SPRINGFIELD – The suspense continues for Urbana's Provena Covenant Medical Center, which is waiting to hear whether its tax-exempt status will be restored.
Illinois Department of Revenue Director Brian Hamer on Thursday refused to say when he might issue his final decision, despite repeated questioning at a Senate confirmation hearing.
"This is a very complex matter," he said. "I take this responsibility very seriously and want to get it right."
Hamer said he received the administrative law judge's recommendation on the matter "a month or two" ago.
"It's now my responsibility to review that recommendation, as well as the record, and agree to accept it, reject it or modify it, which becomes the department's final decision," he said. "Then either the hospital or the county can appeal it to the circuit court."
Hospitals around the state and around the country have been watching the precedent-setting case closely, but it's been a long wait, especially for Provena.
"Over eight weeks ago the administrative law judge completed her recommended decision in the Provena Covenant case," said an e-mailed statement from Lisa M. Lagger, spokeswoman for the Provena Health system. "For some unknown reason, final release of that ruling is being delayed by the Department of Revenue. In the meantime, Provena Covenant is being required to expend millions of dollars in property tax payments that directly challenge the financial stability of our hospital, draining scarce resources from our ability to fulfill our faith-based mission of compassionately responding to the needs of our patients in the Champaign-Urbana community. The opinion is important to all tax-exempt hospitals in Illinois and should be released as soon as possible so that Provena Covenant is able to proceed in its case and regain its position as a charitable institution."
The matter dates back to January 2003, when the Champaign County Board of Review recommended that the state refuse to renew Provena's application for tax-exempt status. The Department of Revenue did just that in February 2004, which triggered a local property tax bill of over $1 million a year for Provena. The hospital appealed the ruling, and an administrative law hearing was held in December 2004.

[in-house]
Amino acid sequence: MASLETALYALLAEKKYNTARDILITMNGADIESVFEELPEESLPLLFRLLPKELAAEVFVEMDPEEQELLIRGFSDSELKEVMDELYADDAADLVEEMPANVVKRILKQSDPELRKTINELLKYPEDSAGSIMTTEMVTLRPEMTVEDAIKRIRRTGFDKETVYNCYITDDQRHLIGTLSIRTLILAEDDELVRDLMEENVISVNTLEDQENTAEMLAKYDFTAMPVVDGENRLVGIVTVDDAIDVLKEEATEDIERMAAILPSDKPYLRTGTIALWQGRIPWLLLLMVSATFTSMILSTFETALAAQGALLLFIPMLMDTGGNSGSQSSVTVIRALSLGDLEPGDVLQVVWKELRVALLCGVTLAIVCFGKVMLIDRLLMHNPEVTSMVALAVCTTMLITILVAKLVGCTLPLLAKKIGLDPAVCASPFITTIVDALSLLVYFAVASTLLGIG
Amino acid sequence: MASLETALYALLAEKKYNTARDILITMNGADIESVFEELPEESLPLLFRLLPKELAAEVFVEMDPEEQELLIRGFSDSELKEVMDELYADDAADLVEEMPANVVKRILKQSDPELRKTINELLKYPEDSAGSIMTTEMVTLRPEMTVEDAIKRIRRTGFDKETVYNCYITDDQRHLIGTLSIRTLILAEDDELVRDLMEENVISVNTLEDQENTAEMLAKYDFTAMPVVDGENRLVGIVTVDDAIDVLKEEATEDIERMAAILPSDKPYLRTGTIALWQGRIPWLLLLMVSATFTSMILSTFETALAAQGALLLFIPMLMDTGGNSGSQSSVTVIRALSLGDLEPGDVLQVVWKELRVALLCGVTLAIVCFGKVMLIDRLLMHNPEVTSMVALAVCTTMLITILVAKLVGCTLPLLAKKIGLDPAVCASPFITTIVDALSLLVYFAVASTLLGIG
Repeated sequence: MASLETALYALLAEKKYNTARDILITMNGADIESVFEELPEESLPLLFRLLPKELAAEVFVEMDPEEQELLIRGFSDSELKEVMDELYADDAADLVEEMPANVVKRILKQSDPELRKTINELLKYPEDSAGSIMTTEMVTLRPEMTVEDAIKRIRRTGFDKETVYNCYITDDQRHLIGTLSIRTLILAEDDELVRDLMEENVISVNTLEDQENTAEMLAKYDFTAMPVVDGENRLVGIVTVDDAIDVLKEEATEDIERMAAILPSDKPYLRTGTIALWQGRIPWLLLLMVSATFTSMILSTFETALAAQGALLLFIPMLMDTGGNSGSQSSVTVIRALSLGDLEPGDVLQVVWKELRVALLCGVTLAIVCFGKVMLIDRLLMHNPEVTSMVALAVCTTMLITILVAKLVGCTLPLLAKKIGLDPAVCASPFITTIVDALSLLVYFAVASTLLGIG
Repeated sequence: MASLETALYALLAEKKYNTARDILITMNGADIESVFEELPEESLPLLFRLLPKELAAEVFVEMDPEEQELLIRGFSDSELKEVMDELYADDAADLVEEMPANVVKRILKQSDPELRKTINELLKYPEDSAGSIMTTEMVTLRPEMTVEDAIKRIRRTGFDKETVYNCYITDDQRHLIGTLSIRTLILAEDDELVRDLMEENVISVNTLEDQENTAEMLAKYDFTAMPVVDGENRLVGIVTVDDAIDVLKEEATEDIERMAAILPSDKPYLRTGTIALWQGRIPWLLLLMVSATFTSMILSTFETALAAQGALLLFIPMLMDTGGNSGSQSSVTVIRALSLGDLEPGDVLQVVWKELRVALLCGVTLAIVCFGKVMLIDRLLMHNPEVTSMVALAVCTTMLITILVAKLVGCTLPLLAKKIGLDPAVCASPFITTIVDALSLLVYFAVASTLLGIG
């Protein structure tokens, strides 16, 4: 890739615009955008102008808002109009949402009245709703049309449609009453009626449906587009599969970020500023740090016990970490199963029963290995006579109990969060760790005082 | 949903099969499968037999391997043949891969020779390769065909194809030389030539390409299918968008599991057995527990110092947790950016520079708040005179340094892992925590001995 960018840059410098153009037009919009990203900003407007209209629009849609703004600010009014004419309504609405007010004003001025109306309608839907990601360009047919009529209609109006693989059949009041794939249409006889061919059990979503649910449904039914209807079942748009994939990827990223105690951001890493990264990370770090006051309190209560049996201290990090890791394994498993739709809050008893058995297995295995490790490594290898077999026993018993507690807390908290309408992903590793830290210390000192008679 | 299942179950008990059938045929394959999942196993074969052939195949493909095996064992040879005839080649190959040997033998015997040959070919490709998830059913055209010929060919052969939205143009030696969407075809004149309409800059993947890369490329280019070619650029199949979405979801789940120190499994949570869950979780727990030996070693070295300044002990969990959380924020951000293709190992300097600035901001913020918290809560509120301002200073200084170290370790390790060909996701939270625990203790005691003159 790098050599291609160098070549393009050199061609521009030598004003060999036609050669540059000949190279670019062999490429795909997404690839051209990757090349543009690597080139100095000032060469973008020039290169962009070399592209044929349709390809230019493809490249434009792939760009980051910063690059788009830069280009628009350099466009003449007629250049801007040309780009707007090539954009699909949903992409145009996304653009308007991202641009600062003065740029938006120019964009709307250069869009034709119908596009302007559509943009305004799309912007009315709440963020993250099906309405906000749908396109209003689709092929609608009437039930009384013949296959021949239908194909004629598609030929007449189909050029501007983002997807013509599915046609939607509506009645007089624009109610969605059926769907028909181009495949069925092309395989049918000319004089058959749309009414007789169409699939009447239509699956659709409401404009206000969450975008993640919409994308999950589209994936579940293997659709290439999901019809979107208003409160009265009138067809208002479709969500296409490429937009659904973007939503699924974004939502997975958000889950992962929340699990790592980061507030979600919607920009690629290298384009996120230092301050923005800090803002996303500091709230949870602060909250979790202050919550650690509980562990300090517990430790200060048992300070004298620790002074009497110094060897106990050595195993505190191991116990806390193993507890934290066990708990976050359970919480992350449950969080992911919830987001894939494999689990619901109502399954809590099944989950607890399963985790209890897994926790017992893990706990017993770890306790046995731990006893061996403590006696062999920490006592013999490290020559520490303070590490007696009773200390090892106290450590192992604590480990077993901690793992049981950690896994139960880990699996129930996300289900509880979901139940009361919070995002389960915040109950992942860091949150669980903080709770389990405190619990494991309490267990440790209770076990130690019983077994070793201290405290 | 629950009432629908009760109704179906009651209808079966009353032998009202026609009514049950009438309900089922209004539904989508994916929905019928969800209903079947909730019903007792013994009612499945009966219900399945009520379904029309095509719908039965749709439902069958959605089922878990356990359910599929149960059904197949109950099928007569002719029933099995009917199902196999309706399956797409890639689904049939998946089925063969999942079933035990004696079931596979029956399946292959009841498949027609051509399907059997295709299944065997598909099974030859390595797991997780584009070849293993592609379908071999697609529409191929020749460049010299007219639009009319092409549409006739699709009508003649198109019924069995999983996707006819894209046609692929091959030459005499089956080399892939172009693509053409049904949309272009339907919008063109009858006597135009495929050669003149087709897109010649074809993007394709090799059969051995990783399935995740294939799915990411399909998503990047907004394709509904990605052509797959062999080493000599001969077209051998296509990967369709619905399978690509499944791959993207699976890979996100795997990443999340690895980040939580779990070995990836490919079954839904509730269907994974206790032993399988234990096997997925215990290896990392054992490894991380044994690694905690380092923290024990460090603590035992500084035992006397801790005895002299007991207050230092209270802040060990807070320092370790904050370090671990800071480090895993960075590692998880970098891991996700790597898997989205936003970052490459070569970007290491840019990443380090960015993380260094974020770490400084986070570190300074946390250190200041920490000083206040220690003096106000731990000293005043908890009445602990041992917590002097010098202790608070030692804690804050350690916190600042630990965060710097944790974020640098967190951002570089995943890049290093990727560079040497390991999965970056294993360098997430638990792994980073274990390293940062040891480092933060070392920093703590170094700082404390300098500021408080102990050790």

At Provena's appeal hearing, the attorney representing the Department of Revenue said the central question was whether the hospital property's primary use was as a charitable institution or as a business, and argued that Provena had not proven to the state that it deserved the exemption.
The hospital's attorney claimed that Provena was indeed a charitable institution, with an 80-year history of giving medical care to all who needed it, regardless of their ability to pay.
Since the hearing, there's been no word from the Department of Revenue.
In the meantime, Illinois Attorney General Lisa Madigan has introduced legislation to set a minimum charity care requirement for tax-exempt hospitals which would equal at least 8 percent of their operating costs. Hospitals say it could put a severe financial strain on already-struggling facilities and may drive some out of business entirely.
State Sen. Kirk Dillard, R-Hinsdale, said the debate on Madigan's legislation prompted him to question Hamer about his timetable for a decision.
"I was just looking to see if the director was going to give us direction on his interpretation of not-for-profit hospital status before we act on Attorney General Madigan's bills," Dillard said, noting that the General Assembly is scheduled to adjourn on April 7. "I'm just trying to get a time frame."
Hamer said he was "very uncomfortable" giving any kind of specific time frame and refused to say when he might reach his decision.
"My guess is he's going to wait and see where the Legislature is going on the broader topic (of charity care) before he might act, but I don't know," Dillard said.